Pressure sores can develop quickly, progress rapidly and are often difficult to heal. Yet health experts say many of these wounds don’t have to occur. Key preventive measures can maintain the skin’s integrity and encourage healing.
Changing position often is the key to pressure care management. But most people at risk are unable to change position on their own, and must rely on a family member or other caregiver to help.
This is why specialized support surfaces are vital – special cushions, pads and mattresses that help protect vulnerable areas or relieve pressure on an existing ulcer. No one support surface is appropriate for all people or all situations. The most effective support depends on many factors, including your level of mobility, your body build and the severity of any existing wounds.
Dynamic mattresses offer patients and carers alike one of the most effective and trusted pressure management solutions available. Products are made up of interconnected air cells that cyclically inflate and deflate to periodically apply and remove pressure from the skin’s surface.
Unlike static solutions, which can only minimise pressure by maximizing skin contact area, alternating pressure release closely mimics the effect of normal, spontaneous movement – making it one of the safest options for the prevention and treatment of pressure ulcers.
The process involved is called reactive hyperaemia. Hyperaemia is the medical condition in which blood congests in a part of the body. The condition may be subdivided into active hyperaemia, in which blood collects in an organ due to increased blood flow, and passive hyperaemia, in which blood collects in an organ due to an obstruction in the outflowing veins.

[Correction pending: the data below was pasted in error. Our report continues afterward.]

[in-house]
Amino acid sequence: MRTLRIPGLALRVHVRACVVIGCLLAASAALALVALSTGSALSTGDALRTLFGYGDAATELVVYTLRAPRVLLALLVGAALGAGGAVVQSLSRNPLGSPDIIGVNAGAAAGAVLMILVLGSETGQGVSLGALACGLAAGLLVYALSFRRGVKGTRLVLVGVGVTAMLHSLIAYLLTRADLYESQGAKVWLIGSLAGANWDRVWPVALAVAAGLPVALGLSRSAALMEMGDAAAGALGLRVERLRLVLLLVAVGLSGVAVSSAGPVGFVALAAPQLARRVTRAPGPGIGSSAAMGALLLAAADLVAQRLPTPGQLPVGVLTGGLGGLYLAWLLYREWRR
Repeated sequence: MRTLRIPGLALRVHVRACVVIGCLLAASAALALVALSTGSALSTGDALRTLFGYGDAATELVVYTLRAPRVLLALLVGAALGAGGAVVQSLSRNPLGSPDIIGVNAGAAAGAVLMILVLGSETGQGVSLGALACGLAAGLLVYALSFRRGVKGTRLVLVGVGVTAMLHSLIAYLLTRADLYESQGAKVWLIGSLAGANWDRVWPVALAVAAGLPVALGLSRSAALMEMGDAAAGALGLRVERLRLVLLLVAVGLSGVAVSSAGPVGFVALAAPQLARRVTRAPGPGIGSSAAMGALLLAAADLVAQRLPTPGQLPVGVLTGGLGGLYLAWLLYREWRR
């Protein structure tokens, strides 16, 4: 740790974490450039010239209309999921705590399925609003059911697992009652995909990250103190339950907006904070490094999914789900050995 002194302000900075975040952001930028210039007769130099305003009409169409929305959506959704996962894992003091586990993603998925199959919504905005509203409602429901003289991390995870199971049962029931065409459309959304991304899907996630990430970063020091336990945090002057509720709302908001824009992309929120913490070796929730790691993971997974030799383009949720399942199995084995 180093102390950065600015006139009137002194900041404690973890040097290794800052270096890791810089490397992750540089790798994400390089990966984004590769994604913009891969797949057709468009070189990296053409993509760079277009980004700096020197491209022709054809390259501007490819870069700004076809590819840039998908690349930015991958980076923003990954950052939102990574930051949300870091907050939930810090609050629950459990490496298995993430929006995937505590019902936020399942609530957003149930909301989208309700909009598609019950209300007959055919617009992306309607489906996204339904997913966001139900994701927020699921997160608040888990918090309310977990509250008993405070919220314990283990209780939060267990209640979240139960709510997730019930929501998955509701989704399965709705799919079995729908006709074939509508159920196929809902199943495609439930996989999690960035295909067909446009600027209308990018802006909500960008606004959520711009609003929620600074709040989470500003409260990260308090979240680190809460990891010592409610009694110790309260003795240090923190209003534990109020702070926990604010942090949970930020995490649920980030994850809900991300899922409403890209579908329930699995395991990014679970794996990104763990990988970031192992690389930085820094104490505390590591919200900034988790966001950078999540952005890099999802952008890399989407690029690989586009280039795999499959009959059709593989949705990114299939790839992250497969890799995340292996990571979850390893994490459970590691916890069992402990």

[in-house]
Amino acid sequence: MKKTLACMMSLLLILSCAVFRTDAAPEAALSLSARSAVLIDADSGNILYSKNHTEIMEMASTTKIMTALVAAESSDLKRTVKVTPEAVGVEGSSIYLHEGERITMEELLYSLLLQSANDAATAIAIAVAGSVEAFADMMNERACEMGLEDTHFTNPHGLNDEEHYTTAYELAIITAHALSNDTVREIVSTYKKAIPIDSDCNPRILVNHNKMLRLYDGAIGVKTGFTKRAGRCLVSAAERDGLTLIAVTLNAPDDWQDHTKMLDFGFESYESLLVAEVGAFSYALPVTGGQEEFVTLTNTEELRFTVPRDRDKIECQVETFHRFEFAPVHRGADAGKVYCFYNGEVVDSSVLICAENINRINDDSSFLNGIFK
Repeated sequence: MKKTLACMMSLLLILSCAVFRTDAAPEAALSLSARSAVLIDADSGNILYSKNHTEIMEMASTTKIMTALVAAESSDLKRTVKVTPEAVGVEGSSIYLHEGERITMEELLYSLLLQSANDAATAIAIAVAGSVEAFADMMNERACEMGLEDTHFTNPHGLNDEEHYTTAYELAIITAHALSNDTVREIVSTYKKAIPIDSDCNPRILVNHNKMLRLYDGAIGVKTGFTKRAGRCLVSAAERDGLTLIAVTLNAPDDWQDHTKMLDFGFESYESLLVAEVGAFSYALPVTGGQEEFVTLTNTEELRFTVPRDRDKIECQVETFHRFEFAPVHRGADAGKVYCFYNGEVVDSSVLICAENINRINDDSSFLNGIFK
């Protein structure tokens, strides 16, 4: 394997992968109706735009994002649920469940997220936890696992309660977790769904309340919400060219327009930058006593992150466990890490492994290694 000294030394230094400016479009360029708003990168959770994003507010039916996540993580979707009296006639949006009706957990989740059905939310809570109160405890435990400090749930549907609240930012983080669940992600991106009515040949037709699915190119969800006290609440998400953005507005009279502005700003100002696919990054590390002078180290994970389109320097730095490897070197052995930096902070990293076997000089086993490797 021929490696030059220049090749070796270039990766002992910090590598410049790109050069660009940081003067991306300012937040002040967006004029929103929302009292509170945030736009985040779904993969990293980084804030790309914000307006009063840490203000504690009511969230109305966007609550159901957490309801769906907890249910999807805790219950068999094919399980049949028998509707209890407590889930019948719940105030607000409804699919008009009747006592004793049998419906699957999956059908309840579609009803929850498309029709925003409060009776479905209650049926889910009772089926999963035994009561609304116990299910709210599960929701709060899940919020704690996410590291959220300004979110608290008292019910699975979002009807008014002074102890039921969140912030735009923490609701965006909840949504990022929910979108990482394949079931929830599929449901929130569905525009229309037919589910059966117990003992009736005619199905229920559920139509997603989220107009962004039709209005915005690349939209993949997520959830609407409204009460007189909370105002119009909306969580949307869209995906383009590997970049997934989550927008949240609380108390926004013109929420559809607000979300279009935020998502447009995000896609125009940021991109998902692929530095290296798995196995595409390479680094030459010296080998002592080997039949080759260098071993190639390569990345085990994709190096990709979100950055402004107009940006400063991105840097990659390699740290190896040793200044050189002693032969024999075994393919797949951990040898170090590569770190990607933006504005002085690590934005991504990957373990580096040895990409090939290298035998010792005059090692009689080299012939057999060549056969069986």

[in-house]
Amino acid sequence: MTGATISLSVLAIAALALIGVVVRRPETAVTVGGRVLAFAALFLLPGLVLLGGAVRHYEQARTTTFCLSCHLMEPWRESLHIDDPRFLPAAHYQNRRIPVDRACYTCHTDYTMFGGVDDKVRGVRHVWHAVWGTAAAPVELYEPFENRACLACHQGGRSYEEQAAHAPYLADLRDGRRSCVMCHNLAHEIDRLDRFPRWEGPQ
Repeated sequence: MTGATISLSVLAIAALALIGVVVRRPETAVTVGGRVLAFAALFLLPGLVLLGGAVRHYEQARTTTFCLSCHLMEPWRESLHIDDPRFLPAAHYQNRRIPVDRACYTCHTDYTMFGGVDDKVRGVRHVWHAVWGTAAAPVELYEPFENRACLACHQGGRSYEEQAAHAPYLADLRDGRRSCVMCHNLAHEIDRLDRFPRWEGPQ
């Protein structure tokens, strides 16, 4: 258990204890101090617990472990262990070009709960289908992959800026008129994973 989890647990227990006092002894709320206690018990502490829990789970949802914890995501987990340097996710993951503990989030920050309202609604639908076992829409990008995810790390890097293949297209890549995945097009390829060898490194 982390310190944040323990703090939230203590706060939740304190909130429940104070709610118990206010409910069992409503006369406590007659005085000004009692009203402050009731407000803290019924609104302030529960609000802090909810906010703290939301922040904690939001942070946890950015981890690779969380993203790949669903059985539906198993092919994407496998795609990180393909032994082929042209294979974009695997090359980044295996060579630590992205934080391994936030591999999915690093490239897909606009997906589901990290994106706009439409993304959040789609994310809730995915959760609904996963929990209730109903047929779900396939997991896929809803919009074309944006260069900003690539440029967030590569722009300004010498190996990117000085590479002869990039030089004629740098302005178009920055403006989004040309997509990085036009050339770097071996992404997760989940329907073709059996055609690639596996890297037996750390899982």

Active hyperemia is also used to describe the dilation of arteriolar smooth muscle to increase blood flow in response to an increase in metabolism. Reactive hyperemia is the same but in response to a profound increase in blood flow to an organ after an obstruction. There will be a shortage of oxygen and a build-up of metabolic waste, and reactive hyperaemia (sudden increased blood flow) helps to flush out toxic waster, resupply previously starved tissue and increase oxygenation.
Dynamic pressure relief therefore operates in the same way as the blocked garden hose analogy – pressure is applied to an area of skin for a short period of time, obstructing blood flow to that area, and then rapidly released again to force blood back into the previously deprived area, increasing oxygenation uptake and helping to remove waste build up.